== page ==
“The cars are so much better now than when we started,” Dale Jarrett said. “Whenever I got started in the Cup series fulltime in ’87, there were a couple of good road racers – and I think of Mark Martin, Ricky Rudd, Rusty Wallace … but Jack Roush brought something totally new into the sport a little later in the 80s and early 90s. … Their equipment was a little bit better because they understood road racing a little more. Now everybody has all that.”

Jarrett recalled what he believes might be one of the biggest upsets of his career. He won the pole for the 2001 Global Crossing at the Glen because he received a tip from Said, who told him he was not getting deep enough into the corners because his brakes were not good enough.

“You talk about road course ringers: Boris Said and Ron Fellows and some other guys coming in,” Jarrett said. “One of the things that helped them, they were better because they did it all the time, but they also would tell the teams they were going to drive for, ‘hey, there’s a lot better braking and other things out there that you can do.’ They came in and they had better equipment, which made them look even that much better than what we were.”

For more, watch the video above.

NASCAR America at 5 p.m. ET: Dale Earnhardt Jr., Dale Jarrett preview upcoming races

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Today’s episode of NASCAR America airs from 5-6 p.m. ET on NBCSN with Dale Earnhardt Jr. making his weekly appearance on the show.

Krista Voda hosts with Earnhardt and Dale Jarrett from the Big Oak Table in Charlotte.

On today’s show:

· Not long ago, Dale Earnhardt Jr. bragged about his ability to remember who he’s beaten for wins in past races. In this episode, we’ll test his memory in a trivia game called “Who Did Junior Pass For The Win?” We’ll be taking your questions for Junior throughout the show. Just send it on social media with the hashtag #Wednesdale.

· Sonoma begins a critical summer stretch for the Monster Energy Cup Series. With Chicagoland, Daytona, Kentucky and New Hampshire on the horizon, teams will be challenged and playoff hopes will rise and fall. Dale Jr. & Dale Jarrett preview the upcoming races.

If you can’t catch today’s show on TV, watch it online at http:/nascarstream.nbcsports.com. If you plan to stream the show on your laptop or portable device, be sure to have your username and password from your cable/satellite/telco provider handy so your subscription can be verified.

Once you enter that information, you’ll have access to the stream.

Click here at 5 p.m. ET to watch live via the stream.

Three Cup drivers will reach career start milestones at Sonoma

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Three Cup drivers will reach career start milestones when the series visits Sonoma Raceway this weekend.

Ryan Newman leads the way with his 600th Cup start.

The Richard Childress Racing driver will become the 28th driver to reach the mark. His first start came on Nov. 5, 2000 at ISM Raceway with Team Penske.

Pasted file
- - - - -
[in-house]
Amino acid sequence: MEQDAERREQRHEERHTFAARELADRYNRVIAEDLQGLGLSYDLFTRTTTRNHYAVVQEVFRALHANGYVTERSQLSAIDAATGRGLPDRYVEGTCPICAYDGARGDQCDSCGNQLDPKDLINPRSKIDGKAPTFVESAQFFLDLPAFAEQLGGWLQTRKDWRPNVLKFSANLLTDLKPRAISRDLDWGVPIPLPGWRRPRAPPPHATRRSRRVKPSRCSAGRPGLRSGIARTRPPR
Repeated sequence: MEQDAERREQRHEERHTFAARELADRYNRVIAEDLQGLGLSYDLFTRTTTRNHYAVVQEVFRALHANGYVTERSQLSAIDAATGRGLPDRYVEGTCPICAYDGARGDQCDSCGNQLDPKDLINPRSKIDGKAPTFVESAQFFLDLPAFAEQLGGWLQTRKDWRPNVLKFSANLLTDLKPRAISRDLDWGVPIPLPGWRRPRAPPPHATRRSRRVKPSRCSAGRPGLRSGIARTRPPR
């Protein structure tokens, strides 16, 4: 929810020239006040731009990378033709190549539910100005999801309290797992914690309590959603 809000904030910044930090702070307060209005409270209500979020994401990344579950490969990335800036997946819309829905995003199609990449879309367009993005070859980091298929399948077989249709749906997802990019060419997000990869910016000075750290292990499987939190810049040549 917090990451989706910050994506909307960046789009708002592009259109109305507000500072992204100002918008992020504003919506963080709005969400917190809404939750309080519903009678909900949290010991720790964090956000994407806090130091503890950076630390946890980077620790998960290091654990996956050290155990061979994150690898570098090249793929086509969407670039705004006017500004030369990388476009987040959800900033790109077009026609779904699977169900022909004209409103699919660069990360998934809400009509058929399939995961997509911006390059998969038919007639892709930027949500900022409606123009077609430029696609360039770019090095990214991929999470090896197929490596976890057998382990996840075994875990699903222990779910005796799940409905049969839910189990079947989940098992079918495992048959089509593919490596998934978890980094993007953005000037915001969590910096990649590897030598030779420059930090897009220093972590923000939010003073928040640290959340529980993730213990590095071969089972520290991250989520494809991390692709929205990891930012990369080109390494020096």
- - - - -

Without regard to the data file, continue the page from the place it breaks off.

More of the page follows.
Newman is one of four remaining active Cup drivers, including Matt Kenseth, Kurt Busch and Derrike Cope, who competed against Dale Earnhardt in a Cup points race. Only Newman and Busch compete full-time.

Joe Gibbs Racing’s Denny Hamlin will make his 450th start. He will become the 52nd driver to reach that mark.

Hamlin’s first start came on Oct. 9, 2005 at Kansas Speedway. All of his starts have been with JGR.

Ricky Stenhouse Jr. will make his 200th career start. He will be the 132nd driver to reach that mark.

Stenhouse’s first start came in the 2011 Coca-Cola 600 with Wood Brothers Racing when he substituted for Trevor Bayne, who was out due to illness. Every other start has been with Roush Fenway Racing.

The last race at Michigan International Speedway saw AJ Allmendinger make his 350th Cup start. 71 drivers have reached that mark.

How much does starting position matter at Sonoma?

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Do you need to qualify on the pole, the front row or the even the top five to better your chances of winning a NASCAR race?

On a typical race weekend one would think that’s the case. Through 15 races this season, the winner has started in the top five eight times. Only four winners started 10th or worse.

But this isn’t a typical race weekend as the Cup Series heads to Sonoma Raceway for its first road course race of the season.

The series has held 29 races at the road course since 1989. In those 29 races, the winner started from the pole five times (17.2 percent).

That makes it the most prolific starting position at the track in terms of wins.

But a winner hasn’t come from the pole since 2004 when Jeff Gordon did it for a track-best third time.

The driver starting second has won three times, the last occurring in 2010 with Jimmie Johnson. Since that race, only one Sonoma winner – Carl Edwards (fourth) in 2014 – has started in the top five.

In the 13 races since Gordon last won from the pole, the race winner started in the top five three times.

The last three races saw the winner start 11th (Kyle Busch), 10th (Tony Stewart) and 12th (Kevin Harvick).

In contrast, the 14 races from 1992-2005 saw every race winner came from inside the top 10 and 11 from the top five.

What’s changed? Road course racing became much more aggressive with the transition to double fire restarts in 2009. The introduction of stage racing last year added another wrinkle to a type of racing that already saw aggressive pit strategy.

But Sonoma isn’t too kind to drivers starting in the back half of the field.

The deepest in the field that a race winner has started is 32nd, when Juan Pablo Montoya won in 2007. Only one other time has the winner come from outside the top 15, when Kyle Busch started 30th and won in 2008.